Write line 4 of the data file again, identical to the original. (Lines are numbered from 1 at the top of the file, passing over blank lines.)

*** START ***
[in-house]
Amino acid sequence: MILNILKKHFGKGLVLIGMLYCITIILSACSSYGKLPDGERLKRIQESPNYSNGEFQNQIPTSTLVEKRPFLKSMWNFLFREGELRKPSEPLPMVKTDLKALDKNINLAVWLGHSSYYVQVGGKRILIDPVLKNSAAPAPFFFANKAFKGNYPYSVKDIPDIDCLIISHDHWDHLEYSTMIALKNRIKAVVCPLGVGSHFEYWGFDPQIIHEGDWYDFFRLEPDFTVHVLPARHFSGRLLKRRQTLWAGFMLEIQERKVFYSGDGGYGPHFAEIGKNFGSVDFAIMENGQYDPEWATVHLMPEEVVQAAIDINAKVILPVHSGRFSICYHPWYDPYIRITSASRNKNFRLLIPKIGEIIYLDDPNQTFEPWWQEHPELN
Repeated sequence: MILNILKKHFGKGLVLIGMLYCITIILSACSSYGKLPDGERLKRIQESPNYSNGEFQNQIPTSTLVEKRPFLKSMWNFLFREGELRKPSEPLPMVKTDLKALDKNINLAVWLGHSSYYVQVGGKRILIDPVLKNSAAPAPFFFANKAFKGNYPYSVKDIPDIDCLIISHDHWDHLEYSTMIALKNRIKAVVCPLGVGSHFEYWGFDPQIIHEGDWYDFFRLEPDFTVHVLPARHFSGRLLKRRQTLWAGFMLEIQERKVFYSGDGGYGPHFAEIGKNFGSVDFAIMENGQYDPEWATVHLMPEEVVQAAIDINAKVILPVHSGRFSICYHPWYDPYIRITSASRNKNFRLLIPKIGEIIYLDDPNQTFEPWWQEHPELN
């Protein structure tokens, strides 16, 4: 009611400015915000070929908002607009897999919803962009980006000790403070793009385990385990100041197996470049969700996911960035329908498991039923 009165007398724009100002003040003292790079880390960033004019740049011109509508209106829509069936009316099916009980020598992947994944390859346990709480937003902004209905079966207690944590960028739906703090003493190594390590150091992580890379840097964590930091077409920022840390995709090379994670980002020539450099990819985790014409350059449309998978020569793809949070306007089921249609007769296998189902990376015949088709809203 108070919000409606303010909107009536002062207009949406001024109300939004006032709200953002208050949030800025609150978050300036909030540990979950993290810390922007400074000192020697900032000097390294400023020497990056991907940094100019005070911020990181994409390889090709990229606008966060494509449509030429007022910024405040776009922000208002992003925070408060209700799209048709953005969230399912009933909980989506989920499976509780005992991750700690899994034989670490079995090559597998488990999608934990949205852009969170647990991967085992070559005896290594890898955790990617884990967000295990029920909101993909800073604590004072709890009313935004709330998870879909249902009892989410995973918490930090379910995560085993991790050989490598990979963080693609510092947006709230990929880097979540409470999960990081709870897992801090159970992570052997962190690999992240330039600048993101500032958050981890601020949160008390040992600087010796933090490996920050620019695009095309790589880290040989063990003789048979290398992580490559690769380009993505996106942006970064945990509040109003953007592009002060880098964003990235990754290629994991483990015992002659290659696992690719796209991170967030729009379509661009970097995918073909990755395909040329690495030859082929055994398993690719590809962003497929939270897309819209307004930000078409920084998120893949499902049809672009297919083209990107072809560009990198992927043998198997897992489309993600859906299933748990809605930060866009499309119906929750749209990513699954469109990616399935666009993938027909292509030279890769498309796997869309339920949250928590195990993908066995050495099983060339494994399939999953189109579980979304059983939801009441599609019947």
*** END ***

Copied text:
């Protein structure tokens, strides 16, 4: 009611400015915000070929908002607009897999919803962009980006000790403070793009385990385990100041197996470049969700996911960035329908498991039923 009165007398724009100002003040003292790079880390960033004019740049011109509508209106829509069936009316099916009980020598992947994944390859346990709480937003902004209905079966207690944590960028739906703090003493190594390590150091992580890379840097964590930091077409920022840390995709090379994670980002020539450099990819985790014409350059449309998978020569793809949070306007089921249609007769296998189902990376015949088709809203 108070919000409606303010909107009536002062207009949406001024109300939004006032709200953002208050949030800025609150978050300036909030540990979950993290810390922007400074000192020697900032000097390294400023020497990056991907940094100019005070911020990181994409390889090709990229606008966060494509449509030429007022910024405040776009922000208002992003925070408060209700799209048709953005969230399912009933909980989506989920499976509780005992991750700690899994034989670490079995090559597998488990999608934990949205852009969170647990991967085992070559005896290594890898955790990617884990967000295990029920909101993909800073604590004072709890009313935004709330998870879909249902009892989410995973918490930090379910995560085993991790050989490598990979963080693609510092947006709230990929880097979540409470999960990081709870897992801090159970992570052997962190690999992240330039600048993101500032958050981890601020949160008390040992600087010796933090490996920050620019695009095309790589880290040989063990003789048979290398992580490559690769380009993505996106942006970064945990509040109003953007592009002060880098964003990235990754290629994991483990015992002659290659696992690719796209991170967030729009379509661009970097995918073909990755395909040329690495030859082929055994398993690719590809962003497929939270897309819209307004930000078409920084998120893949499902049809672009297919083209990107072809560009990198992927043998198997897992489309993600859906299933748990809605930060866009499309119906929750749209990513699954469109990616399935666009993938027909292509030279890769498309796997869309339920949250928590195990993908066995050495099983060339494994399939999953189109579980979304059983939801009441599609019947």